In all the arts—literary, visual, performing—there is that moment where the art becomes public. There is so much creativity advice about how to inspire, coax and sustain our practice. But, there is little that I know of to help us move through and use the opportunity of shaping and showing our work for an audience.

A mentor once told me that “Your show is really for you. It shows you what you’ve been doing. It’s a time to take it in so that you can use what you’ve done as inspiration to go forward.” With all creative work it’s like that. In studio art made of paint or clay it’s even more striking to see your work altogether in a clean space.

Three equations expressed this protected time.

Work = Play

Play  = Work

Work + Play = Joy

In making the body of work, it worked because:

1) I had no ambition beyond making each image work on its own terms.

2) I let my images do the talking.

3) I taught myself (and taught myself how to teach myself) as I went.

4) I surrendered, and entered a state of easy-going exploration.

Every event has its challenges, and this one was no exception. My framer became sick unto death and I had to find a new one—while on holiday 2,000 miles from St. Louis in Northern California off the grid. “Set up a fashion show? In a month!” the head of the design department of a nearby college wailed when I asked if they’d participate. But, I urged them to continually redefine what a fashion show is, and they hit on a perfect orchestration that blended with and augmented the artwork to make the night even more fun.

Jump cut to opening night—a rousing success! Both on the outside and the inside. On the outside, it was everything any artist could wish, pray, and hope for:

  • Lots of people came. 100?
  • Lots of people bought art. We raised a goodly sum to benefit Portfolio Gallery (all the profits went to the gallery).
  • Everyone (including me) had a good time!
  • People didn’t only raise their glasses and chat. They actually looked at the work and appreciated it.

And for me, on the inside? My opening was an opening of me. An opening of my heart and soul.  There was so much love that allowed the work to happen. To be asked to show. To have a friend who took on all the technical work. To be on TV.  To experience the hilarity of 15 minutes of fame. To have my family and friends come. To have the joy of giving to Portfolio. To have the joy of seeing my work apart from my phone or Facebook transformed into elegantly framed images. The joy of people loving the work. Validating. Affirming. Filled with possibility and a sense of rightness.

______________

Want to read more Creative Catalyst posts about this latest art journey?

In June 2012 I described the wonderful surprise of visual art coming back into my life through “Doodling a Body of Work.”http://storycirclenetwork.wordpress.com/2012/06/12/doodling-a-body-of-work

In July 2014 I shared my happiness at my upcoming exhibit with “Bliss + Work = Results! Case study: Women & Wardrobe: The Riehl Collection.”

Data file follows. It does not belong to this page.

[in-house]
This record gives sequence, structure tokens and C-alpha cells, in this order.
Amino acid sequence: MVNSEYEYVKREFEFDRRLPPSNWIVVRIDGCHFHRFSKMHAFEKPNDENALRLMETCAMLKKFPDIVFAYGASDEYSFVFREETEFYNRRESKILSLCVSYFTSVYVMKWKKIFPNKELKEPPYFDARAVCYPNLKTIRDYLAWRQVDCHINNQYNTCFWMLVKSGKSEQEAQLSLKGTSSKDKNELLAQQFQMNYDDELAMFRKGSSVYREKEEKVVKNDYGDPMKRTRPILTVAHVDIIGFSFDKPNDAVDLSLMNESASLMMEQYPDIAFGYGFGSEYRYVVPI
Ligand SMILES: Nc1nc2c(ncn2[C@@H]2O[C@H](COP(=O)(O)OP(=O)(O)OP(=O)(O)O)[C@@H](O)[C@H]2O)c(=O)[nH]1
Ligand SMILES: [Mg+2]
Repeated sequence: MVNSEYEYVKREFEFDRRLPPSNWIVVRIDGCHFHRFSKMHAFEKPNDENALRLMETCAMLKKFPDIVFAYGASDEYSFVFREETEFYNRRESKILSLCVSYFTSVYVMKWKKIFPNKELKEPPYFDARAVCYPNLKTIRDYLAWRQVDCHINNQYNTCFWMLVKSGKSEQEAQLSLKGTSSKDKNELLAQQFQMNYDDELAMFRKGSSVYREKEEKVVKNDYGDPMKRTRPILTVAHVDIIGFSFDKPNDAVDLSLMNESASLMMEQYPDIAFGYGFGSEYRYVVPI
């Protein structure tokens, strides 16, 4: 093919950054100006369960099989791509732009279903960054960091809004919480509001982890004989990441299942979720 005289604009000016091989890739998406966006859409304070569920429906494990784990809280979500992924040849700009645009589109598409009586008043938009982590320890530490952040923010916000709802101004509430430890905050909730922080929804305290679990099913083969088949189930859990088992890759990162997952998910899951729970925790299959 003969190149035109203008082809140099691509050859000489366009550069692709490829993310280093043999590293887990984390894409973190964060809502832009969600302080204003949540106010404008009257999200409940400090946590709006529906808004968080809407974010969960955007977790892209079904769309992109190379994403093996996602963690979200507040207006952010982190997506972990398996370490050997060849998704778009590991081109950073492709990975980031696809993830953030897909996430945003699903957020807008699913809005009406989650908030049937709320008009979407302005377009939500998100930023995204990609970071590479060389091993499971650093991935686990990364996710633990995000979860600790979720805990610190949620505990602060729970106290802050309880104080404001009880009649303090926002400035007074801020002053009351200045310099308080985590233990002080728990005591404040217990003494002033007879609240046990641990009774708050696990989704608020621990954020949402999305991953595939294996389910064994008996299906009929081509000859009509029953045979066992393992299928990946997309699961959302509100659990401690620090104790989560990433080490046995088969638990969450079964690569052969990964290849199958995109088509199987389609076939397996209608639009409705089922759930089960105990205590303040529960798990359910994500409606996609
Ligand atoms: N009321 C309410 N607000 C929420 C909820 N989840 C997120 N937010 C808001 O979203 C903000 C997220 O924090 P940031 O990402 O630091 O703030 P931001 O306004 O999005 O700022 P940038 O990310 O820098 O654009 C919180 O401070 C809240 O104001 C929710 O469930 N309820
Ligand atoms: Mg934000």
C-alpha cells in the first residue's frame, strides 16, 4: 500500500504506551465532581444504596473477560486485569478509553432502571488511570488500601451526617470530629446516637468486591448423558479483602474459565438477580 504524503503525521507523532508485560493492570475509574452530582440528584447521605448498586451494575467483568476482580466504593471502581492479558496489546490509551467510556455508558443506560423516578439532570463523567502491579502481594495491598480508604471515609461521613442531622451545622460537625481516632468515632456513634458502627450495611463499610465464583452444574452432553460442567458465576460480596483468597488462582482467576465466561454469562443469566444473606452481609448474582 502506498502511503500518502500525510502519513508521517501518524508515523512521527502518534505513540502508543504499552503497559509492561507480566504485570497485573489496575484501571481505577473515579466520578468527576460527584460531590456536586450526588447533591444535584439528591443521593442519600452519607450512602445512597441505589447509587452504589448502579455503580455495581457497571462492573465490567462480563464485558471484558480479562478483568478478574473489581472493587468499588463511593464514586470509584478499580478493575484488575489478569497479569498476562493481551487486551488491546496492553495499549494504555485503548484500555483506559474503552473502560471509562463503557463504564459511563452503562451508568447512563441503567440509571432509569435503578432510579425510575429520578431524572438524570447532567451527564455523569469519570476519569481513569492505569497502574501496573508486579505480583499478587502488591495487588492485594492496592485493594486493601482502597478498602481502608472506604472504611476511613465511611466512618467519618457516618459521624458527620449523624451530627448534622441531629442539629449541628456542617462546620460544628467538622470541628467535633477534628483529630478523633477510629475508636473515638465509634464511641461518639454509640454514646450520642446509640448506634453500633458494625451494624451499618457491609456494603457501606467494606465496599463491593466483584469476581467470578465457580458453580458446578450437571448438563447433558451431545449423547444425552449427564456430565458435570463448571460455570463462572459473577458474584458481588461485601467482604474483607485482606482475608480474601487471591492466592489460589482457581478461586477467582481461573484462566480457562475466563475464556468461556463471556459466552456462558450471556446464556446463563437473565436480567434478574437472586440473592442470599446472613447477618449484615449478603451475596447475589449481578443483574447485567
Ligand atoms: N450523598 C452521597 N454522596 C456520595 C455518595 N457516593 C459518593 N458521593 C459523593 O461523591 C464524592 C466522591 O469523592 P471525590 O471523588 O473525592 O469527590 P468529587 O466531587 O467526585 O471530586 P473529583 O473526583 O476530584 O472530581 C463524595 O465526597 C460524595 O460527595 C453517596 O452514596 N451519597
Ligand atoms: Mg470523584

http://storycirclenetwork.wordpress.com/2014/07/01/bliss-work-results-case-study-women-and-wardrobe-the-riehl-collection/

Learn more about Janet Riehl’s work on her blog magazine Riehl Life: Village Wisdom for the 21st Century (www.riehlife.com). With the mission to create connections through the arts and across cultures.

 

 

Bliss + Work = Results! Case study: Women and Wardrobe: The Riehl Collection

Janet portrait

Photo by Henry Lohmeyer.  Essay by Janet Grace Riehl

“If you do follow your bliss you put yourself on a kind of track that has been there all the while, waiting for you, and the life that you ought to be living is the one you are living. Follow your bliss and don’t be afraid, and doors will open where you didn’t know they were going to be.”

 –Joseph Campbell

Yes, sometimes it does happen that way. In 2011 serendipity entered my life and I followed the thread. I started making art again using the small canvas of my phone. Three years later, I’m having a show. All along the way this new art love unfolded organically. Friends saw the possibilities and flooded me with suggestions for replication and marketing. I wasn’t ready. I wanted to protect my refuge of bliss.

But Robert Powell, the director of Portfolio Gallery in St. Louis, never let it drop. Finally, he simply said: “Come talk to me.” And now? We have Women & Wardrobe: The Riehl Collection—an exhibit and fundraiser.

People moved in to help me make it happen. Curiously, for this celebration of women these helper-angels were all men: printing, framing, and showing the work. If you are in St. Louis, join us at the opening. If you can’t make the opening, the exhibit runs through the end of August. Just call Robert Powell (314) 533-3323 and he’ll arrange a time for you to see the work. If you’re not in the area, go to my website to see all 30 images I’ll be showing. 

I can’t say it much better than in my press release, so here you go.

Women & Wardrobe: The Riehl Collection

 PORTFOLIO GALLERY

3514 Delmar Blvd, St Louis, MO 63103

Exhibit and Fundraiser

Opening reception August 2, 2014

7-9 p.m.

Artist Janet Riehl works big—or, did—exhibiting large-scale paintings, sculptures, and outdoor installations in California, New Mexico, Latin America, and Europe. But, sometimes things come in small packages as proved by “Women and Wardrobe: The Riehl Collection” opening at Portfolio Gallery August 2nd .

Riehl was dazzled by African expressions of beauty during her five years working in Ghana and Botswana. Thus began a love affair that still ripples through her life and art. The images in this exhibit with their creative use of color and pattern strongly reflect these African influences.

Presented for the first time these 30 high-quality framed images signed by the artist are culled from the 2,500 she’s made on her phone since 2011. Portfolio will receive all profits from the sale of Riehl’s work. Cards and books featuring women and wardrobe images ensure that something is available for all pocketbooks.  You can also see a slide show of the larger body of work.

“I’d never imagined making digital art, let alone art on my phone,” says Riehl “I started by chance when a young friend asked for something to draw with. I reached for pen and paper in my purse, and she looked a bit crestfallen.” That night Riehl downloaded her first app, called “Doodler”—thus dubbing the images “doodles.”